The incidence of events varied widely from 0.149 to 3.650 unplanned extubations per 100 ventilation days. The majority of studies expressed unplanned extubations as a percentage, hampering comparison among studies because an unplanned extubation can occur more than once in the same patient. Reporting a percentage of patients is also confounded by ventilated patient turnover, because ICUs with many patients requiring brief mechanical ventilation will have a larger denominator, and hence a lower incidence of unplanned extubation.2 Nevertheless, the overall unplanned extubation rate seems to have decreased over the last 5 years, largely as a result of quality improvement programs.
The use of physical or chemical restraints has shown inconsistent results. The majority of patients (85%) self-extubate. This occurs more frequently in patients receiving sedation (55%) or in patients who are physically restrained (60%), suggesting inadequate management of sedation in these patients. It may also indicate a false sense of security on the part of health care providers as a result of the measures in use. Agitation and anxiety occur in inadequately sedated patients, which may increase the risk of unplanned extubation.56 The American College of Critical Care Medicine of the Society of Critical Care Medicine has developed clinical practice guidelines for the sustained use of sedatives and analgesics in critically ill adults. Assessment of the degree of sedation facilitates titration of sedatives to appropriate and predetermined end points. Several assessment tools are available, but there is no universally applicable and prospectively validated ICU standard.56 Consistent application of such scales in conjunction with prospectively designed sedation protocols have been shown to improve outcomes in critically ill patients by reducing the number of patients with excessive sedation.56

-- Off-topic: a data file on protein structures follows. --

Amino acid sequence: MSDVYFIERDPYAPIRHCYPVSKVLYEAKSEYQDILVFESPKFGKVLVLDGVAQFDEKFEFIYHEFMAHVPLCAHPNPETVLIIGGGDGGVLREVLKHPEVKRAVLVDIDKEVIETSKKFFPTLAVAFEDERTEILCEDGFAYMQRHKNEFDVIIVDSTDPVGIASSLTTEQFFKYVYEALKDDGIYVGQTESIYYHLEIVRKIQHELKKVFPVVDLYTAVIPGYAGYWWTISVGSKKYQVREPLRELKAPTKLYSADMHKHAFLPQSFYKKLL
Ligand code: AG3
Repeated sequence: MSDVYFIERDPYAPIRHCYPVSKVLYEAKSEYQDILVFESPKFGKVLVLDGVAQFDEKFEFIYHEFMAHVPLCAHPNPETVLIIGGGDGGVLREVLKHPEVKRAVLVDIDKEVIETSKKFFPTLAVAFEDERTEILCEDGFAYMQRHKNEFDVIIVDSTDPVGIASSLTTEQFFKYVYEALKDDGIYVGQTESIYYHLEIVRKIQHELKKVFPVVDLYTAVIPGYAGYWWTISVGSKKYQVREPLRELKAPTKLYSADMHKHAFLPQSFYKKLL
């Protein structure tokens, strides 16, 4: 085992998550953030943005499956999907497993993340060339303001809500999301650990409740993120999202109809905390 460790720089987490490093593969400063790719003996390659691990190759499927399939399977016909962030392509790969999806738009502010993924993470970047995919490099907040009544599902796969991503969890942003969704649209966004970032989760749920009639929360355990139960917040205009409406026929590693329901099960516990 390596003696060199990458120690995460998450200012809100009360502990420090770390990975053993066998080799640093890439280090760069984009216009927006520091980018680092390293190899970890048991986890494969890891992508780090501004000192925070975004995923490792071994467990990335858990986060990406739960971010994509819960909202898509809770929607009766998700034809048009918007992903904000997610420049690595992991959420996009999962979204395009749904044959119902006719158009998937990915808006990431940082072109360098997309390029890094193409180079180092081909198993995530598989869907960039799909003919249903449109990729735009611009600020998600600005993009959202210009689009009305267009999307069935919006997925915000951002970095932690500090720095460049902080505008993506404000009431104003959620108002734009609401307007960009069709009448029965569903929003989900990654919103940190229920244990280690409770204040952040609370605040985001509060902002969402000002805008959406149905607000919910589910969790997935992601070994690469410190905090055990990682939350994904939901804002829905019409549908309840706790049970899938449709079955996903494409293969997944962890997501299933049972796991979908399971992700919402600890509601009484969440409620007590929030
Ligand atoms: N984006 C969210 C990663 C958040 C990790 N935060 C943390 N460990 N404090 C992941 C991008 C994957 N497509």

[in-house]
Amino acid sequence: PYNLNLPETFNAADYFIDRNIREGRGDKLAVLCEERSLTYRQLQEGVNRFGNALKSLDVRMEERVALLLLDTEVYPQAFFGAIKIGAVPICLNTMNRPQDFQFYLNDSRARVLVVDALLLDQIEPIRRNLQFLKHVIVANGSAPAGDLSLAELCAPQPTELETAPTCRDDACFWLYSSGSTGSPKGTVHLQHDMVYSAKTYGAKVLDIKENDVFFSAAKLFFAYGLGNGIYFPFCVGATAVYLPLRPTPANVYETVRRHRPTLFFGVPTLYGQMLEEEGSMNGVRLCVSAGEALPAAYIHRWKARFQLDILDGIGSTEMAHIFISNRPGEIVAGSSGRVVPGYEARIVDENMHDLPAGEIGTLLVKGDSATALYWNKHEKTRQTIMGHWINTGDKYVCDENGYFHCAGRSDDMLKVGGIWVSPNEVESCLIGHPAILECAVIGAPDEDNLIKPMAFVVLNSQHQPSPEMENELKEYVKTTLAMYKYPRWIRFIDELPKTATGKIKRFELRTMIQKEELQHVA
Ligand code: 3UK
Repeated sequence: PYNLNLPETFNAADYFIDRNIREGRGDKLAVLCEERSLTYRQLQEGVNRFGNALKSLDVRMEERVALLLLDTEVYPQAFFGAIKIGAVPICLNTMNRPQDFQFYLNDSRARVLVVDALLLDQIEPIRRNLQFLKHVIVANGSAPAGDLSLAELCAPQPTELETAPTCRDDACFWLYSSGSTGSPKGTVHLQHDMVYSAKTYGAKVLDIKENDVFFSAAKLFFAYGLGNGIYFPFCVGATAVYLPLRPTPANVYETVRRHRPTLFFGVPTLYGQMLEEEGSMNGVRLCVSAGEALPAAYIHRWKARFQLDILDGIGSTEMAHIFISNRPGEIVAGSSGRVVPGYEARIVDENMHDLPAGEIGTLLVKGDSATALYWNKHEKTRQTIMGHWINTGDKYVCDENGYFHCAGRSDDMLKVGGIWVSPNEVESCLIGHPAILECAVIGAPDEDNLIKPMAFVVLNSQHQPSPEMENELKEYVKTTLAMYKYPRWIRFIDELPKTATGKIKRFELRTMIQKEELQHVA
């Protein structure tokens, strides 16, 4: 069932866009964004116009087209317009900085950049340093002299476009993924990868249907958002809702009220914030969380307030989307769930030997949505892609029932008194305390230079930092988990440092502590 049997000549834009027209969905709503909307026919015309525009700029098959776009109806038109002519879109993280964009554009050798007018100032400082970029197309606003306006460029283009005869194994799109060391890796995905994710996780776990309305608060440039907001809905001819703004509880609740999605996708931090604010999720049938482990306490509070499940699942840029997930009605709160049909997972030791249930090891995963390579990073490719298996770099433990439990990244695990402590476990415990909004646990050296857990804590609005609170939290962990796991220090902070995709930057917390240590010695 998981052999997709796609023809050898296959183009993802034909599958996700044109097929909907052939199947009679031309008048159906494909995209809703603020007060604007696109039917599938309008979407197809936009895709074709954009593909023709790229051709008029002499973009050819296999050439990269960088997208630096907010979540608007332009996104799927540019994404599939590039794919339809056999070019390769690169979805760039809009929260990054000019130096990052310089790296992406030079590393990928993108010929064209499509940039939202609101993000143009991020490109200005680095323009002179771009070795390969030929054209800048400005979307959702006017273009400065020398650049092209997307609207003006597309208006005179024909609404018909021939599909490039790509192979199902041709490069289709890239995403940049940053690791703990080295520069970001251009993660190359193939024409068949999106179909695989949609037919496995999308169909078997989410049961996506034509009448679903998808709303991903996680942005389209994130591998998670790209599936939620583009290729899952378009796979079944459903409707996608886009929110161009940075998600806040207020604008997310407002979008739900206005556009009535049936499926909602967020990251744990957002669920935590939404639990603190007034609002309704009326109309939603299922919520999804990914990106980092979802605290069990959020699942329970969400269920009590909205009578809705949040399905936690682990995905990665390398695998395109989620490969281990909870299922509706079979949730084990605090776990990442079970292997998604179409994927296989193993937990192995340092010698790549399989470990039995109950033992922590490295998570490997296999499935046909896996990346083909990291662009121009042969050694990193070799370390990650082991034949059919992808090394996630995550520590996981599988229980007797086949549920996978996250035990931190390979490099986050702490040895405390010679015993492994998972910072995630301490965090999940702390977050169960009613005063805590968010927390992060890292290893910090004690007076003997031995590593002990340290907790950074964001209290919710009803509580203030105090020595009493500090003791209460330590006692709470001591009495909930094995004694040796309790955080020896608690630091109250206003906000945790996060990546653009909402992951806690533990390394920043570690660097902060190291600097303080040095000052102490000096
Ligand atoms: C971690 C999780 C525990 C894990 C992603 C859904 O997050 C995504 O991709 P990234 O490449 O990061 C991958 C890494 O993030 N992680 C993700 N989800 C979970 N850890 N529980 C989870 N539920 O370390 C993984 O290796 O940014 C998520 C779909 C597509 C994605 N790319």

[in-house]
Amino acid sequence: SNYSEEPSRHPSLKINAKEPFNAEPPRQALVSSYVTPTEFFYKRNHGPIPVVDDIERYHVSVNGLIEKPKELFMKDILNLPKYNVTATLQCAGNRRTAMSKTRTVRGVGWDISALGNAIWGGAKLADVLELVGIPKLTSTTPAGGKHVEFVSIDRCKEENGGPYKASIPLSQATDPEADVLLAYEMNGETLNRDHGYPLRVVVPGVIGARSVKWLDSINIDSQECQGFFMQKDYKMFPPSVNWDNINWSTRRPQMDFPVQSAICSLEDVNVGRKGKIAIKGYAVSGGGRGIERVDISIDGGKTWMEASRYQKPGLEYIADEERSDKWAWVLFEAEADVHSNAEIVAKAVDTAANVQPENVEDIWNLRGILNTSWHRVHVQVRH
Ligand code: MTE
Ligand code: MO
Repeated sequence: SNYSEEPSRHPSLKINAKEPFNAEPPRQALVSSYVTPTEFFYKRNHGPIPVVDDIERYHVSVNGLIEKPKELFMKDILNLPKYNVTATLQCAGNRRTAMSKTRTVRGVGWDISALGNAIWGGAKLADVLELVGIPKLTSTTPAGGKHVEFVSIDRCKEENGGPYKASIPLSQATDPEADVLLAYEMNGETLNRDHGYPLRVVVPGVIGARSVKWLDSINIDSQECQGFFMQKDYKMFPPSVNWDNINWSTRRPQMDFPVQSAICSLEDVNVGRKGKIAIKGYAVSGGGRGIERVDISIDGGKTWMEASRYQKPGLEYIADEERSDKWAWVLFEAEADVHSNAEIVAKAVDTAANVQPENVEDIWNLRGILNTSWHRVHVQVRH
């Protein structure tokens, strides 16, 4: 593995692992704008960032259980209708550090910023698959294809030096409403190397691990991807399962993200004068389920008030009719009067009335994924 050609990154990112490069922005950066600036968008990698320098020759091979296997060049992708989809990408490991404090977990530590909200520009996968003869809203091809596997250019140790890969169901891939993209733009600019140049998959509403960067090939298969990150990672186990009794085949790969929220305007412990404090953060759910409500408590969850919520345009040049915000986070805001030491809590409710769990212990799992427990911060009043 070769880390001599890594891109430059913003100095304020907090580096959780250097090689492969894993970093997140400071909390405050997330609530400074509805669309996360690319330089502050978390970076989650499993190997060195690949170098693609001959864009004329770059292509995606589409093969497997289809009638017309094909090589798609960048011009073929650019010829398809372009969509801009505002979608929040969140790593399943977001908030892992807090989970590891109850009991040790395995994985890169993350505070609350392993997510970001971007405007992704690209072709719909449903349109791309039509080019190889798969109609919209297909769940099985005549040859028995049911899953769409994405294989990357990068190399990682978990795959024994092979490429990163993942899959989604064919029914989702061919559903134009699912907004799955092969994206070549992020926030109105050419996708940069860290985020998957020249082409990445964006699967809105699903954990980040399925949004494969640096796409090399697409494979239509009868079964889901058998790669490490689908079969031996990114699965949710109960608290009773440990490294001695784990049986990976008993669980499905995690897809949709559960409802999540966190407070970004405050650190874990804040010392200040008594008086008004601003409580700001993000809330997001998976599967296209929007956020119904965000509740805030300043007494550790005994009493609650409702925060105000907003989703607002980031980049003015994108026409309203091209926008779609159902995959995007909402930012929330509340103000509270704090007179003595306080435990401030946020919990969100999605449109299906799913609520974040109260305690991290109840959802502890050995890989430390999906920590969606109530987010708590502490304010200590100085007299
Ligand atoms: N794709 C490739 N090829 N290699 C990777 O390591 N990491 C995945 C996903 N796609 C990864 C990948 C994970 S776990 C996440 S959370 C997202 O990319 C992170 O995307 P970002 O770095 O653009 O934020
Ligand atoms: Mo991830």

The use of physical restraints in acute and critical care settings has been restricted significantly in recent years. These changes are the result of the detection of adverse outcomes caused by restraint use, as well as the fact that restraint-free care has been provided effectively in many countries.56 The clinical practice guidelines produced by the American College of Critical Care Medicine Task Force contain 9 recommendations for limiting the use of physical restraints to “clinically appropriate” situations and emphasize the need to consider alternative methods in the ICU.57 “Clinically appropriate” is defined as avoiding a routine use component therapy and when alternative measures have been unsuccessful or cannot be used without jeopardizing patient safety or care.57 The situations involve all those required to ensure patient safety, which, in turn, include the most common indication: risk of deliberate or inadvertent removal of an essential medical device. The present literature review shows that the use of physical restraints for preventing unplanned extubation yields inconsistent results.57